“We were told by the Qataris that a leak would end the negotiations for Bergdahl’s release,” Hagel said. “We also knew that he would be extremely vulnerable during any movement, and our military personnel conducting the handoff would be exposed to a possible ambush or other deadly scenarios in very dangerous territory. And we had been given no information on where the handoff would occur.”
This was why the military moved “quickly, efficiently, and quietly,” Hagel said. “We believed this exchange was our last, best opportunity to free him.”

After the exchange was set in motion, Hagel said, only 96 hours passed before Bergdahl was in American hands. Uncertainty ruled, he acknowledged.

“We did not know the general area of the handoff until 24 hours before,” Hagel said. “We did not know the precise location until one hour before. And we did not know until the moment Sergeant Bergdahl was handed over safely to U.S. special operations forces that the Taliban would hold up their end of the deal. So it wasn’t until we recovered Bergdahl on May 31 that we moved ahead with the transfer of the five Guantanamo detainees.”

Hagel called Obama’s decision to move forward with the transfer of these detainees a tough call. “But I support it and stand by it,” he added.

The five Afghan Taliban members exchanged for Bergdahl are enemy belligerents and were held in the facility at Guantanamo Bay, Cuba. “They have not been implicated in any attacks against the United States, and we had no basis to prosecute them in a federal court or military commission,” Hagel said. “It was appropriate to consider them for an exchange. And if any of these detainees ever try to rejoin the fight, they would be doing so at their own peril.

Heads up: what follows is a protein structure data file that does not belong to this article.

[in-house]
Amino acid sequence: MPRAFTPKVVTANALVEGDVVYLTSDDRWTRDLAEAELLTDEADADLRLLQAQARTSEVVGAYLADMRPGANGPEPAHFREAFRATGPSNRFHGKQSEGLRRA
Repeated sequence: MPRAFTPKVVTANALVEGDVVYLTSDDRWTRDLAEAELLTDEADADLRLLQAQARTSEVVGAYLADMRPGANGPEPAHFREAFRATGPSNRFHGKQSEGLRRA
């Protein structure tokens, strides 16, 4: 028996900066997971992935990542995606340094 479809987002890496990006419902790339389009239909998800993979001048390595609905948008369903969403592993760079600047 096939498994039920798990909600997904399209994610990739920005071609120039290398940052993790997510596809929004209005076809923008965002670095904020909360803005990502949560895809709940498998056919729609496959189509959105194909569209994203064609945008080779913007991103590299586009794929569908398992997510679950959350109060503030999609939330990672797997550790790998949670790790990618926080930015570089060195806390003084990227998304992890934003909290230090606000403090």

“The secretary of state, the attorney general, the secretary of homeland security, the director of national intelligence, and the chairman of the Joint Chiefs of Staff all supported this transfer,” the secretary continued. “There was complete unanimity on this decision. The president and I would not have moved forward unless we had complete confidence that we were acting lawfully, in the national interest, and in the best traditions of our military.”

Specifically, the process complied with the National Defense Authorization Act of 2014 by determining that the risk the detainees posed to the United States, American citizens and U.S. interests was substantially mitigated and that the transfer was in the national security interests of the United States, Hagel said, and the recovery fulfilled the U.S. commitment to recover all military personnel held captive.

“We followed the precedent of past wartime prisoner exchanges, a practice in our country that dates back to the Revolutionary War and has occurred in most wars America has fought,” Hagel said.

Bergdahl was not a hostage, but a detained combatant being held by an enemy force, he noted. That being the case, it “was fully consistent with our long-standing policy not to offer concessions to hostage takers,” the secretary said. “The Taliban is our enemy, and we are engaged in an armed conflict with them.”

The effort was consistent with previous congressional briefings, “reflecting our intent to conduct a transfer of this nature with these particular five individuals,” Hagel said.

The administration was supposed to provide 30 days advance notice to Congress before transferring any individuals held at Guantanamo, but Hagel said the circumstances required quick action.

“Under these exceptional circumstances — a fleeting opportunity to protect the life of an American service member held captive and in danger — the national security team and the president agreed that we needed to act swiftly,” he said. “In consultation with the Department of Justice, the administration concluded that the transfer of the five could lawfully proceed.”